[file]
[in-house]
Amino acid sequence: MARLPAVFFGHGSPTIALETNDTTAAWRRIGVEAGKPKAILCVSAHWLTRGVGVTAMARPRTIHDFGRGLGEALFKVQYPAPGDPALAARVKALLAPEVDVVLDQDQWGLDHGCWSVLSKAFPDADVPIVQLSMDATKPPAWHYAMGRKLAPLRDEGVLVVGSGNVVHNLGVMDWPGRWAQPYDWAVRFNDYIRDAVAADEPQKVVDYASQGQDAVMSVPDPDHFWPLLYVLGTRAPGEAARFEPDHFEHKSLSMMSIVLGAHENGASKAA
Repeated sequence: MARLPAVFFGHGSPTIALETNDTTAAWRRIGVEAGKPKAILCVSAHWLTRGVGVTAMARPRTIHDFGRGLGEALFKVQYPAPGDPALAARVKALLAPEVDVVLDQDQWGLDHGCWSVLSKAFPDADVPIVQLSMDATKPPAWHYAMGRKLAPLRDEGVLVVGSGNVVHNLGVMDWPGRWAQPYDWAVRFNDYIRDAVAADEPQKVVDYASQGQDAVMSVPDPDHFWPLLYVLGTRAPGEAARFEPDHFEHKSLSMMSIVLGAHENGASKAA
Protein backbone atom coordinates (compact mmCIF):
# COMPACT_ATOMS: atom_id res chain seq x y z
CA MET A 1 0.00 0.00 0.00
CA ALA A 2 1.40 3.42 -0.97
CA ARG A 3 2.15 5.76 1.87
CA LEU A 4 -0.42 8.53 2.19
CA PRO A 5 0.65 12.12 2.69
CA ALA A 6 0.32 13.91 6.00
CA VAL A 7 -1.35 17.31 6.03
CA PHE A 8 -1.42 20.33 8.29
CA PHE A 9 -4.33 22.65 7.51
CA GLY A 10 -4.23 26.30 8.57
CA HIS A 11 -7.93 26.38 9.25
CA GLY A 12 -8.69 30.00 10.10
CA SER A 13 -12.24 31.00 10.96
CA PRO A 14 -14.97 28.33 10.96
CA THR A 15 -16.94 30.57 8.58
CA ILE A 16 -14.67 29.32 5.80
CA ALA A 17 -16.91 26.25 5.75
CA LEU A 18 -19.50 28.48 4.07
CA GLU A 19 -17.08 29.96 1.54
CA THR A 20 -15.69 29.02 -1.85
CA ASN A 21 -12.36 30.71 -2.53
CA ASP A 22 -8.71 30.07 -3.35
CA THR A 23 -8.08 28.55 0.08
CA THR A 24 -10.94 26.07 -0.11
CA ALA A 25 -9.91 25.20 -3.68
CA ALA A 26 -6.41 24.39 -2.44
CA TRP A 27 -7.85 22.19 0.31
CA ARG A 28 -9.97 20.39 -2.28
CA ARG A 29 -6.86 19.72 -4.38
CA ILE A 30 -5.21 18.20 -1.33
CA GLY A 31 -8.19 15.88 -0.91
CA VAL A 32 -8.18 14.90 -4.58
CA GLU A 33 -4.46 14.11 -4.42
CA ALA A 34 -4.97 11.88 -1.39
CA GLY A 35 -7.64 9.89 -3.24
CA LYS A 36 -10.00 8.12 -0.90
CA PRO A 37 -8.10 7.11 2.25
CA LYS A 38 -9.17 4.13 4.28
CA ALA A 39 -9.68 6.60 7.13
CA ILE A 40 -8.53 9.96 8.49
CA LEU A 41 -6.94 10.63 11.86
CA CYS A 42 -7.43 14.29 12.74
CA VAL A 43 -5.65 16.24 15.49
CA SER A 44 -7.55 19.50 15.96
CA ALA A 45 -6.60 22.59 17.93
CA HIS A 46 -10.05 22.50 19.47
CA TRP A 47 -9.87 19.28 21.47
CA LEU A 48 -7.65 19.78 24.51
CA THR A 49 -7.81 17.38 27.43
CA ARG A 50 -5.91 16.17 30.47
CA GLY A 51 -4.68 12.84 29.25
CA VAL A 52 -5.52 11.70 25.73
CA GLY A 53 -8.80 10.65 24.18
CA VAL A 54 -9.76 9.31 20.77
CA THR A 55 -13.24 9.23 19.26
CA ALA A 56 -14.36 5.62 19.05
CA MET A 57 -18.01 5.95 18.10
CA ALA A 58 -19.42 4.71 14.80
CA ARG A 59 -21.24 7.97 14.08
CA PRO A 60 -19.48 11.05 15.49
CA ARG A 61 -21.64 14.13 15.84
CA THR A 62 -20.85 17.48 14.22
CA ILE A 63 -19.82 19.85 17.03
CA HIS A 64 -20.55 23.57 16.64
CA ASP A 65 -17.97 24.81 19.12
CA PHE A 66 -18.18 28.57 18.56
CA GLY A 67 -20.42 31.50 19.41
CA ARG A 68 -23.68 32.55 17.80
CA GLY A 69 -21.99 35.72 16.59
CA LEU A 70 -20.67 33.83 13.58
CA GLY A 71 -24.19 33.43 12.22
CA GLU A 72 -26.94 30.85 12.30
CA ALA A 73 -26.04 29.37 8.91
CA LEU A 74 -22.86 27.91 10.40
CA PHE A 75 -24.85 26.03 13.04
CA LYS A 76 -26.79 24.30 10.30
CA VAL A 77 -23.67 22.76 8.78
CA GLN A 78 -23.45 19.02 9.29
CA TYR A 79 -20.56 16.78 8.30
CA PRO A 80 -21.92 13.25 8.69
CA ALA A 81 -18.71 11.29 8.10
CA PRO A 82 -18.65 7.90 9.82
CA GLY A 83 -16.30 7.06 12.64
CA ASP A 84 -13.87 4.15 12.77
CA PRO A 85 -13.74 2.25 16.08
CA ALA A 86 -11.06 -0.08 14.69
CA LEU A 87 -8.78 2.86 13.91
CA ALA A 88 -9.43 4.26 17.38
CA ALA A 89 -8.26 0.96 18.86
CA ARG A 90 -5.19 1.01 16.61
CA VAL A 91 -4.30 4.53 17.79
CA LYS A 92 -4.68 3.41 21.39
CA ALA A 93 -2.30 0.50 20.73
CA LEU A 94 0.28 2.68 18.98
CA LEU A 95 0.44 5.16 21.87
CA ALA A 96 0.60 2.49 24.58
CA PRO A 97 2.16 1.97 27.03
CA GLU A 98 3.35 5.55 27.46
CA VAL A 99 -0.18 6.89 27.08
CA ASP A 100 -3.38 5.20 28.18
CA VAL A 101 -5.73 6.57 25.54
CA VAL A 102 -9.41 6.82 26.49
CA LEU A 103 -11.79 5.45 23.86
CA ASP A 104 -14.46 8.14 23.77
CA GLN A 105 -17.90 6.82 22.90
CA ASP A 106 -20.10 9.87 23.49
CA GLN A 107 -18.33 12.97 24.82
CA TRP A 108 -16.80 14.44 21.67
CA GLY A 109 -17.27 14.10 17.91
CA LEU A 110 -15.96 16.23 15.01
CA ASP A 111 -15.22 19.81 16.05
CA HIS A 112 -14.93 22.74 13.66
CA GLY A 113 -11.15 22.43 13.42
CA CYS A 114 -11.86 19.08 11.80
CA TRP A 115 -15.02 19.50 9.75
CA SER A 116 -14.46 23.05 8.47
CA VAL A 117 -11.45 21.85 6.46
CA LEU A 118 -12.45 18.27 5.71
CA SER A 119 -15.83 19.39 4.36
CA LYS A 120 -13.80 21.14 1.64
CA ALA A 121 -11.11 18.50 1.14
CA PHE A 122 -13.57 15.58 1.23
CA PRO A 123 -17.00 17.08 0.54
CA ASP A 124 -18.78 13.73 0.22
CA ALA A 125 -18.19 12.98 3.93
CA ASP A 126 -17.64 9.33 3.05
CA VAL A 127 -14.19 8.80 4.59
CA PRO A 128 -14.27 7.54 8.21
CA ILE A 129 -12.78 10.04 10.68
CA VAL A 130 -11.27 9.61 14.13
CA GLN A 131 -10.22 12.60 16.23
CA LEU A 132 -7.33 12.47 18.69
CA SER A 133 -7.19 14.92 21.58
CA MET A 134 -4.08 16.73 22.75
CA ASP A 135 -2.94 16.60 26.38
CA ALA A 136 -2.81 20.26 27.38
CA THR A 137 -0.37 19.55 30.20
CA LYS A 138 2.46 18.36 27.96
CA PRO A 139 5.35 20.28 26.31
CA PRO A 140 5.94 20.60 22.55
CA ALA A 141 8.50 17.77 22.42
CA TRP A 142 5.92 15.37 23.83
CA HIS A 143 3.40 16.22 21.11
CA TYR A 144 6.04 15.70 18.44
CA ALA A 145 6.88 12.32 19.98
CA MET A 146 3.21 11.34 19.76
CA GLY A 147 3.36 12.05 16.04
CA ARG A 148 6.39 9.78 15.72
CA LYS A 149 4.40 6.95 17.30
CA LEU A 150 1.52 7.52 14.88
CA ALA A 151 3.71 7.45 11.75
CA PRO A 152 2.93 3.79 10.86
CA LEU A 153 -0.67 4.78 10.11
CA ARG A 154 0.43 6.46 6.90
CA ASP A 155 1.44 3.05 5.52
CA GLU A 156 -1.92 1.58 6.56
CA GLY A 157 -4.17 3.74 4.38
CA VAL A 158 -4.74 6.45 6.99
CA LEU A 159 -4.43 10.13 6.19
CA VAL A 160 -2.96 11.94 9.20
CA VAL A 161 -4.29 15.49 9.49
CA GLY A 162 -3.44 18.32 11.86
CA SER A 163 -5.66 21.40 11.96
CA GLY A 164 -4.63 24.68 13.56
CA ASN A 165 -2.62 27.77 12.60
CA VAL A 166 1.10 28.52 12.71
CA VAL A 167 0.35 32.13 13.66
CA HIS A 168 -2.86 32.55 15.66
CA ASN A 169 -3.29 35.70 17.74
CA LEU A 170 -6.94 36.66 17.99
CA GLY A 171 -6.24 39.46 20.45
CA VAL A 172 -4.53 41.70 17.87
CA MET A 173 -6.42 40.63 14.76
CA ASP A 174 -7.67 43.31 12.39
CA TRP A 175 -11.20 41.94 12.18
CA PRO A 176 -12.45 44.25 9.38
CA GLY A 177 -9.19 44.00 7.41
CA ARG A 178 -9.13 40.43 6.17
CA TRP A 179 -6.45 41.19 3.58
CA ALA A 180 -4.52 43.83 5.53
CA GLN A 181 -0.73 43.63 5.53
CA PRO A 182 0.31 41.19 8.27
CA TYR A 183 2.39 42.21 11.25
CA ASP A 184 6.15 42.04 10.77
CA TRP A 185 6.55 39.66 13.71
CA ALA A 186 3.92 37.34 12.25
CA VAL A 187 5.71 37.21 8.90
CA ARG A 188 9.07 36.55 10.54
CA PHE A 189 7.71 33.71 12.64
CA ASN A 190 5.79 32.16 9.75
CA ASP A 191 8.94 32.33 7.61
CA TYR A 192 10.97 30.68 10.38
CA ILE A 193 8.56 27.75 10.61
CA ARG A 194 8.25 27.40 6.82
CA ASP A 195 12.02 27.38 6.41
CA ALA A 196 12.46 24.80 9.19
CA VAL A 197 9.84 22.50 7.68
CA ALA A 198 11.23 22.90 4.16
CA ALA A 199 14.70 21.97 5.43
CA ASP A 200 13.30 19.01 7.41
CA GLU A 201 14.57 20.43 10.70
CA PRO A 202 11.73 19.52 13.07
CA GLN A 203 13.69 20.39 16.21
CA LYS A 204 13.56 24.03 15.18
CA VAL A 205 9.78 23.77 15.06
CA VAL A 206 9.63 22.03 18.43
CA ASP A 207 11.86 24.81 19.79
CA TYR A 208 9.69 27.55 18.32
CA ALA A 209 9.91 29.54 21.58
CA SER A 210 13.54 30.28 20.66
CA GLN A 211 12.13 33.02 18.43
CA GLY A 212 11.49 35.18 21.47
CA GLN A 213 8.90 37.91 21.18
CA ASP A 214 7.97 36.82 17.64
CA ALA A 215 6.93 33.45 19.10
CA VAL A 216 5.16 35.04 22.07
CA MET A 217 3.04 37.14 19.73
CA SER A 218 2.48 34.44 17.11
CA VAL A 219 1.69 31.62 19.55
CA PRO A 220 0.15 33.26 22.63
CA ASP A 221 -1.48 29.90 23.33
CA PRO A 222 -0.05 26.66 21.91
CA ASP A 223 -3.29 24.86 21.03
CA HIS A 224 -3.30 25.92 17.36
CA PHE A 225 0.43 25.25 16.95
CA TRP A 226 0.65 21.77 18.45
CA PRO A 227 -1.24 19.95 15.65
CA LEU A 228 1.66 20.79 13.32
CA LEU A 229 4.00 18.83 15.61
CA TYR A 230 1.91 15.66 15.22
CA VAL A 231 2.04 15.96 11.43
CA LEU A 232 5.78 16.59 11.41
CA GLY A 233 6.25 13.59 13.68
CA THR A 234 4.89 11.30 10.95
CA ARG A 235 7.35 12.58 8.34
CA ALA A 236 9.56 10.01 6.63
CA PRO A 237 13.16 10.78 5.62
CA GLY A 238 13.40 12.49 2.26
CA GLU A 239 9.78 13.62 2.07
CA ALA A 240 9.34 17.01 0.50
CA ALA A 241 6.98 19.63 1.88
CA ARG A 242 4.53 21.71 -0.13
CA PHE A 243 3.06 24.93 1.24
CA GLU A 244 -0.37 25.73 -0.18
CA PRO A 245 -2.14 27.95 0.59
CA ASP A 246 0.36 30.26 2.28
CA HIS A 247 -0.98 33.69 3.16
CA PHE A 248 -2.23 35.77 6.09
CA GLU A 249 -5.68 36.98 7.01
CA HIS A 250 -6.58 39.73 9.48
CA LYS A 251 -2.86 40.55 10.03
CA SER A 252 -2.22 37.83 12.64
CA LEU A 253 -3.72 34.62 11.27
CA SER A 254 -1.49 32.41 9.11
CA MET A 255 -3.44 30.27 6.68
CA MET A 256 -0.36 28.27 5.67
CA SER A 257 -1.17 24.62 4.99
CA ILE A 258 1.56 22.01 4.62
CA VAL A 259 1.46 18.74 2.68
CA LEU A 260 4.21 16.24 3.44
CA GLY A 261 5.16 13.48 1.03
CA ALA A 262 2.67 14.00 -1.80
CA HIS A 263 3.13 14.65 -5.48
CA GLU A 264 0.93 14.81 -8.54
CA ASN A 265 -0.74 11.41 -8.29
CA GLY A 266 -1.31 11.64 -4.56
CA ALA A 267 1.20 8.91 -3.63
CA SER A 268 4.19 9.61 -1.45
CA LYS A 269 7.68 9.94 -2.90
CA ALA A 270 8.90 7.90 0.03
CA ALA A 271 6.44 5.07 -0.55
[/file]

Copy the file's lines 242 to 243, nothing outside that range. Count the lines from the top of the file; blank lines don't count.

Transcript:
CA PRO A 237 13.16 10.78 5.62
CA GLY A 238 13.40 12.49 2.26